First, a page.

The development course of LCD Display

- Jan 06, 2019-

LCD (Liquid Crystal Display) may be a new noun for many users, but the technology may have a far greater history than we thought-as early as the late 19th century, Austrian botanists discovered liquid crystals, or liquids, This means that a substance has both liquid fluidity and some arrangement characteristics similar to that of a crystal. Under the action of electric field, the arrangement of liquid crystal molecules will change. Thus affecting its optical properties, this phenomenon is called electro-optical effect. Using the electro-optical effect of liquid crystals, British scientists made the first LCD monitor, the LCD, in the last century. Today's LCD display is widely used in fixed-line liquid crystal, if we microscopic to see it, we will find it special like cotton stick. Compared with traditional CRT, LCD is not only small size, thin thickness (the current 14.1 inch thickness can be only 5 cm), light weight, less energy consumption (1 to 10 micro-tile/square centimeter), low operating voltage (1.5 to 6V) and no radiation, no flicker and can directly match the CMOS integrated circuit.

Due to its many advantages, LCD has been entering desktop applications since 1998. The first operable LCD is based on dynamic scattering mode (Dynamics Scattering Mode,DSM), which was developed by the team George Heilman led by RCA company. Hailman founded Optet, a company that has developed a range of LCDS based on this technology. In the December 1970, the rotation of the liquid crystal to the column field effect was registered as a patent in Switzerland by Sian and Holfrich Hoffmann-Le Roche Central Laboratory. In the 1969, James Forguson at Kent State University in Ohio, USA, and registered the same patent in the United States in February 1971 for the rotational field effect of liquid crystals.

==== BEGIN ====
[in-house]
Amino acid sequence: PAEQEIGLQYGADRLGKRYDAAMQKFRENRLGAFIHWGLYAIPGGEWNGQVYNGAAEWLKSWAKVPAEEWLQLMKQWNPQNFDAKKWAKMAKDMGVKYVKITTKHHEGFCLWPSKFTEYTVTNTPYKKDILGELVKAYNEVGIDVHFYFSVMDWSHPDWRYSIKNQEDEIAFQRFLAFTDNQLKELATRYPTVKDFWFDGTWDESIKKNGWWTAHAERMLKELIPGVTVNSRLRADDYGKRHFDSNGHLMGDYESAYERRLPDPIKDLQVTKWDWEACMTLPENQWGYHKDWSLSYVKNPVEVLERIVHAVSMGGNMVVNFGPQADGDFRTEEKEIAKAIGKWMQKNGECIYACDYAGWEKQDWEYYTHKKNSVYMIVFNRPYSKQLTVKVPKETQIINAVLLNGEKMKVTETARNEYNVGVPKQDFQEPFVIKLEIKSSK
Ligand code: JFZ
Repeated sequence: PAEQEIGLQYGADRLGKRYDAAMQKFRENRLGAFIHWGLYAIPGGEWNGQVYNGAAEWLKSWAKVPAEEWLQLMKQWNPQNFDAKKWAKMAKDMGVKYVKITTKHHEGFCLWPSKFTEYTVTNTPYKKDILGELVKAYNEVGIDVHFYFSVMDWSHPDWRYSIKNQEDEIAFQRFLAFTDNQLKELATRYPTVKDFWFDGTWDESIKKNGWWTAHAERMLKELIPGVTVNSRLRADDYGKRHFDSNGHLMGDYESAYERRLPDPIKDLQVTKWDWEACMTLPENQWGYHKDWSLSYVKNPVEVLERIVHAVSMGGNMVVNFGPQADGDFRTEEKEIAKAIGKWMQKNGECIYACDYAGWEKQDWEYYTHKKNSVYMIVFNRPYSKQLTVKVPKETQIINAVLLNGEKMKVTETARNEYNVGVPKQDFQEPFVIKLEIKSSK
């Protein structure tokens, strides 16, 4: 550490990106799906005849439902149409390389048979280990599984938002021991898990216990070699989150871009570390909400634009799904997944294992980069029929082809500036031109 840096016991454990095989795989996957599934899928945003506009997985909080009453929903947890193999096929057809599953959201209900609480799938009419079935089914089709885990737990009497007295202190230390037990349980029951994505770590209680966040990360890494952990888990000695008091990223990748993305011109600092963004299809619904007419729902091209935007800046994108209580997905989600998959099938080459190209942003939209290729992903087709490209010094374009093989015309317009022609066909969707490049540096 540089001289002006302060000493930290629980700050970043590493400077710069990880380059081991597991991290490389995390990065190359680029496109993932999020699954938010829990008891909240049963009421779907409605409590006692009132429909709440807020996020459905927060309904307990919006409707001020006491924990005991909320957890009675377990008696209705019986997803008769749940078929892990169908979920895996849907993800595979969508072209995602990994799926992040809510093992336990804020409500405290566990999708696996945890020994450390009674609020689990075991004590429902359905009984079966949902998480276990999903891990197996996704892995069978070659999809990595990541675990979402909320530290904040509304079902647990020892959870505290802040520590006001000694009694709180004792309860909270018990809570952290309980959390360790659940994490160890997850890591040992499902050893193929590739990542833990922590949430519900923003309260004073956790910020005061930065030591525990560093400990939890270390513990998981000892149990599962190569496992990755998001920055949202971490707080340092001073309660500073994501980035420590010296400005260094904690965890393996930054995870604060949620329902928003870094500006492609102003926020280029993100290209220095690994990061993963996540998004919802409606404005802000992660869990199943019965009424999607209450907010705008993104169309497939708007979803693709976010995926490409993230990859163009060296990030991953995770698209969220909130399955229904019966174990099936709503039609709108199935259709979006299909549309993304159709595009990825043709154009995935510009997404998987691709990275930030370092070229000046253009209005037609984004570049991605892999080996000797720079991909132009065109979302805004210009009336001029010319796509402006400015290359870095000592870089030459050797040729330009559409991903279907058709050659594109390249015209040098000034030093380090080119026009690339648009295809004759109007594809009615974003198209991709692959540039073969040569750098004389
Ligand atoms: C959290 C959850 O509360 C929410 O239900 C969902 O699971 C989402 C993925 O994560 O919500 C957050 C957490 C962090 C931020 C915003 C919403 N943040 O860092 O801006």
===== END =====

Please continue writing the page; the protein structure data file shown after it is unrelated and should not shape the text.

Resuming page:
1971 his company (ILIXCO) produced the first LCD based on this feature, quickly replacing the less performing DSM LCD. It was only 1985 years later that the discovery produced commercial value, and in 1973 Japan's Polaroid company used it for the first time to produce digital displays of electronic calculators. LCD is now the main display device for laptops and handheld computers, and it also plays a very important role in projectors, and it is beginning to seep into the desktop display market.